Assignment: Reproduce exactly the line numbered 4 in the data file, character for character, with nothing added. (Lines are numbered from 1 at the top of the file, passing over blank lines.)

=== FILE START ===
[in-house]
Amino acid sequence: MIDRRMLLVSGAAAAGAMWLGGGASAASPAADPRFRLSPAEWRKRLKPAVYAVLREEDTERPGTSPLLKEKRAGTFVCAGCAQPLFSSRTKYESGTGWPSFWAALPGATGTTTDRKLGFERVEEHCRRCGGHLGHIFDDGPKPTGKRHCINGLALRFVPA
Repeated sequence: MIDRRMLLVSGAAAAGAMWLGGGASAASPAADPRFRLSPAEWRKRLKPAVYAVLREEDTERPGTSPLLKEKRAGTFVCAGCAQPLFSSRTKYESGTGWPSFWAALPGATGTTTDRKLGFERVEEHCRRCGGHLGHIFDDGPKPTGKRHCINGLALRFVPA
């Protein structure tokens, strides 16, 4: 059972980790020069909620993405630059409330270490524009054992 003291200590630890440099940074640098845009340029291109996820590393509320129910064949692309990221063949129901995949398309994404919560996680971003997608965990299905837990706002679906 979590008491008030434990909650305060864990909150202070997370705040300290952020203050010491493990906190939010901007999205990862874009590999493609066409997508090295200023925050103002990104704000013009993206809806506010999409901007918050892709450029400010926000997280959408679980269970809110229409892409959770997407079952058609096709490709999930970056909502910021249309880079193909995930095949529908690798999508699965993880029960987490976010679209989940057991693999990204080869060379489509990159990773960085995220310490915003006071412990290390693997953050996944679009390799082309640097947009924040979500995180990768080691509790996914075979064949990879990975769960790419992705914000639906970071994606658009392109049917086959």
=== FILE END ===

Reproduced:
């Protein structure tokens, strides 16, 4: 059972980790020069909620993405630059409330270490524009054992 003291200590630890440099940074640098845009340029291109996820590393509320129910064949692309990221063949129901995949398309994404919560996680971003997608965990299905837990706002679906 979590008491008030434990909650305060864990909150202070997370705040300290952020203050010491493990906190939010901007999205990862874009590999493609066409997508090295200023925050103002990104704000013009993206809806506010999409901007918050892709450029400010926000997280959408679980269970809110229409892409959770997407079952058609096709490709999930970056909502910021249309880079193909995930095949529908690798999508699965993880029960987490976010679209989940057991693999990204080869060379489509990159990773960085995220310490915003006071412990290390693997953050996944679009390799082309640097947009924040979500995180990768080691509790996914075979064949990879990975769960790419992705914000639906970071994606658009392109049917086959």